BY Jörg Heiser in Reviews | 30 MAR 13
Featured in
Issue 153

Christian Mayer

BY Jörg Heiser in Reviews | 30 MAR 13

Silene, 2012, dye transfer, 38 × 52 cm

In 30,000 BCE, a squirrel buried seeds in the Siberian permafrost; in 2011, Russian scientists excavated them; and, in 2012, Christian Mayer made Silene. The piece consists of three photographic prints of an identical image of small campion flowers the scientists grew from those Ice Age seeds. The three prints are strongly discoloured, as Mayer used different combinations of two of the three colours used in the dye-transfer process – magenta, yellow and cyan – for each of the images. Though dye transfer is still considered the best printing technique in terms of richness of colour, depth in tone, and longevity, it has long been superseded by cheaper and less laborious methods. Like an Ice Age squirrel’s burrow, a dye transfer print is a rarefied time capsule. The questions of what is worth preserving and for how long prompted Mayer to test and twist the cultural connection between value and time in his exhibition ‘prezijnt’ (the title of which is based on a phonetic alphabet made up by a linguist for a time capsule to be opened 5,000 years after the 1939 New York World’s Fair).

In Mayer’s series ‘Putting in Time’ (all works 2012), he destabilizes the visual impact of found black and white photos by literally framing them with passe-partouts, onto which he printed enlarged fragments of what appears on their reverse sides: handwritten notes, archive stamps, attached copies of the newspaper article in which they had been published. The artist collected the prints from articles in abandoned archives of American newspapers about people who prepared time capsules between the 1960s and ’80s. In a strangely pleasing kind of superimposition, front and back, image and text become part of the same visual field – just as the subject matter suggests the superimposition of past and future. It’s interesting to note that, in a show on these same walls three years ago, Mayer exhibited In the instant of memory, everything was swirling and dissolving (2009), in which he pulled off a similar effect with different means. Using Polaroids he obtained on eBay from the set of Roland Joffé’s Mission (1986), he overturned all of the photos in which the presence of a camera crew was visible, leaving images showing only members of an indigenous Guaraní tribe in the forest – thus rendering visible the filmic effort of letting the technology ‘vanish’ and staging authenticity precisely by emulating it.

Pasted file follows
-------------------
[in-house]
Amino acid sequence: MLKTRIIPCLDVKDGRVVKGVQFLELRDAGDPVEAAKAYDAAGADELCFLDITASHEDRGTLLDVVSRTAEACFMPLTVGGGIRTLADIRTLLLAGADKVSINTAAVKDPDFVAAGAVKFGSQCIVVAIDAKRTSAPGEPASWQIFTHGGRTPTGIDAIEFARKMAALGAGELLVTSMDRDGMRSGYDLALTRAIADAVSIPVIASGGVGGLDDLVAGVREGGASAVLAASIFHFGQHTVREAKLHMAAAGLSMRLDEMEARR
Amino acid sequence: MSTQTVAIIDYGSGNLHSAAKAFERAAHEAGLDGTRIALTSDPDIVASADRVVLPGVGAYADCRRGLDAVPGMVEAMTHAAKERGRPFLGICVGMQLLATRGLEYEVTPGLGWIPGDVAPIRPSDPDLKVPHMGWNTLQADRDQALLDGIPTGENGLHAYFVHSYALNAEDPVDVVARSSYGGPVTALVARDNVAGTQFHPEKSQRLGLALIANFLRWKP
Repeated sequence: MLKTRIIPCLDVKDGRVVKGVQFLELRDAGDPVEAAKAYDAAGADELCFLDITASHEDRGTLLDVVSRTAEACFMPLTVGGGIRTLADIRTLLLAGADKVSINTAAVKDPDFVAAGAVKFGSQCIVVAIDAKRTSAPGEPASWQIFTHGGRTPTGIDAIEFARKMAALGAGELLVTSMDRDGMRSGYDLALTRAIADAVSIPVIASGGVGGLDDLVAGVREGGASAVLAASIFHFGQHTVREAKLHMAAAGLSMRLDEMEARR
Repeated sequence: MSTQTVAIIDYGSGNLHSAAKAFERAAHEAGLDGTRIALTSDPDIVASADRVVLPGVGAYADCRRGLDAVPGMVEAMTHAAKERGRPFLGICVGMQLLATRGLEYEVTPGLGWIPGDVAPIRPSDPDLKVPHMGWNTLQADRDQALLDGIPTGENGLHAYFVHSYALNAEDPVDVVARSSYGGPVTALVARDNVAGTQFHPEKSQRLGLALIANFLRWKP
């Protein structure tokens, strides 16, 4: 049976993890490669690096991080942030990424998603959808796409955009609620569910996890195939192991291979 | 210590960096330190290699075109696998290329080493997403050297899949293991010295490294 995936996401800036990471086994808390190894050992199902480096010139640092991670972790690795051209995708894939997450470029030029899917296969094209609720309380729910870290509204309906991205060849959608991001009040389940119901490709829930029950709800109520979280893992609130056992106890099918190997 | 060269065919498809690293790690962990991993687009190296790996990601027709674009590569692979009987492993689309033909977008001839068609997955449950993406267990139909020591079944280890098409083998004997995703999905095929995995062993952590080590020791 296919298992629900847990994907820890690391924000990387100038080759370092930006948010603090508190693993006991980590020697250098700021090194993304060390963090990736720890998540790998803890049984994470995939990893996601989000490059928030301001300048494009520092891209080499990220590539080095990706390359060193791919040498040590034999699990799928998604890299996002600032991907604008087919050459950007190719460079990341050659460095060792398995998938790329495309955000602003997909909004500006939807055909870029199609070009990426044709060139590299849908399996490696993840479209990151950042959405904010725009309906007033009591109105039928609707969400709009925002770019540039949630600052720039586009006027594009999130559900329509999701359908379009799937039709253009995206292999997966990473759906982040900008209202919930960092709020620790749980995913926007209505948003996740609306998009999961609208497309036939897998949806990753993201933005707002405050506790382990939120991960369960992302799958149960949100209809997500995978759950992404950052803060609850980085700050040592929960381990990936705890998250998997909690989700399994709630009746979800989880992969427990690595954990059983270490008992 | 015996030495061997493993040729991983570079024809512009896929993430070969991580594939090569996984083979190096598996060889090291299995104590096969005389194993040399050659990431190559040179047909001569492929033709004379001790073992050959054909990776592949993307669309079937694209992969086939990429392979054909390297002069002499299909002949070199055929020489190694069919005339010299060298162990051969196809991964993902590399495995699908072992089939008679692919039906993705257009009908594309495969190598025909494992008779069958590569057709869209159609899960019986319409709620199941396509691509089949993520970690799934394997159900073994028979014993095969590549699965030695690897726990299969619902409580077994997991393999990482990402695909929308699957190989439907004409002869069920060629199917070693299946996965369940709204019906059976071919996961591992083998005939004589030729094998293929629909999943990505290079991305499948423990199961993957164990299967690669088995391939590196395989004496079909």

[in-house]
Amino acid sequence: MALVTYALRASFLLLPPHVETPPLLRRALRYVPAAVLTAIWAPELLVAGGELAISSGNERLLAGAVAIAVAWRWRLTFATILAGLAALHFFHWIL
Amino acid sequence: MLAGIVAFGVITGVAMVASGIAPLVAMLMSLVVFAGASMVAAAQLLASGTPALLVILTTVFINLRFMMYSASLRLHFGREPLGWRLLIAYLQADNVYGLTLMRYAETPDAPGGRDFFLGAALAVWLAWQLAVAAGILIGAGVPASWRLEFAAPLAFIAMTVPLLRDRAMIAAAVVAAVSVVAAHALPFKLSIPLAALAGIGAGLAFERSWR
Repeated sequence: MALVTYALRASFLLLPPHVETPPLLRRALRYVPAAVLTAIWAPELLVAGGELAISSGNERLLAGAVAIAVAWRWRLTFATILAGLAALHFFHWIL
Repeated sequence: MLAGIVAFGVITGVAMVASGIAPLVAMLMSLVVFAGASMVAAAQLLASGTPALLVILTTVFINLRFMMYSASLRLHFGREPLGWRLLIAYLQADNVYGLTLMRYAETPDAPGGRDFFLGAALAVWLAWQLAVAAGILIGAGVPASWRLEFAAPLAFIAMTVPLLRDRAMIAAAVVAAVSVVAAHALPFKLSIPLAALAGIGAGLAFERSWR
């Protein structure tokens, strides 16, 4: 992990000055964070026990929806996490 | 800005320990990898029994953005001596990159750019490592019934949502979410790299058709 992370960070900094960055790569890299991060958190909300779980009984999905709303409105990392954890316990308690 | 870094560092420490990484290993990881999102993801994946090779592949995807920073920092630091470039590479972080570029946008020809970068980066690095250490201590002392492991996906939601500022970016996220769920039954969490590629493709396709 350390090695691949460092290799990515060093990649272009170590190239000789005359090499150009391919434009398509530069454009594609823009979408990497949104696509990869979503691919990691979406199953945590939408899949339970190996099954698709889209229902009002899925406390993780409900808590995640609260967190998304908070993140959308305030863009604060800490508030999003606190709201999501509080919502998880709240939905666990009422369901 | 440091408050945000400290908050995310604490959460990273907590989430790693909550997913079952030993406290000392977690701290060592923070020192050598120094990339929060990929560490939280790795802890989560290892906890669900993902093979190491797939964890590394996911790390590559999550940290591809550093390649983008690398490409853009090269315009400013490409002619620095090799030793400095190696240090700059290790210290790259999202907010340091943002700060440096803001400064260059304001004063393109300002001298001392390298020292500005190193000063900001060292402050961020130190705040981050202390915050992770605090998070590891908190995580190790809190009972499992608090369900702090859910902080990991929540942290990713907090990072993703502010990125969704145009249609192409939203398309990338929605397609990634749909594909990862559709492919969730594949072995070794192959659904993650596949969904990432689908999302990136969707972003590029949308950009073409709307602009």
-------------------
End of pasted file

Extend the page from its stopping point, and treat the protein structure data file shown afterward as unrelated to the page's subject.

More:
Mayer’s use of Polaroids and passe-partouts makes it apparent that, for him, Conceptualism is not a measured, strategic game of chess but rather a card game: dealing a deck, concealing or showing his hand. In Allochtone, however, there is no card trick: ten petrified tree trunks – natural stone ‘casts’ of what 200 million years ago was wood – sit on a low white platform, while another one is placed directly on the floor. The piece is an aside, the punch-line of which is not so much about the modern art object (the pedestal vs. its removal; serial objet trouvé vs. singular sculpture) but the sheer stretch of time these fossilized chunks represent: what is the lifespan of an art work compared to 200 million years?

Mayer captures the fragile character of human creation in the video El Silbo (The Whistle), featuring one of the last residents of La Gomera able to ‘speak’ the eponymous whistling language of the Canarian island. Over centuries El Silbo allowed people to carry on long-distance conversations from hilltop to hilltop. Mayer, dealing his deck, asked the young man to whistle something connected to an earlier piece of his own, a story about canary birds brought to Vienna in the 19th century as a gift for Emperor Franz I.

Mayer, like many artists, is interested in memory, preservation and rediscovery – but mainly he seems concerned with testing the methods with which these issues can be tackled in an aesthetically convincing way: techniques of reversal, of compressing and stretching time, of looking at things from both ends at once. He sets up situations in which beauty is found in the way one thing leads to another: conceptual Goldberg machines. Or, perhaps, another kind of storytelling.

Jörg Heiser is director of the Institute for Art in Context at the University of the Arts, Berlin, Germany.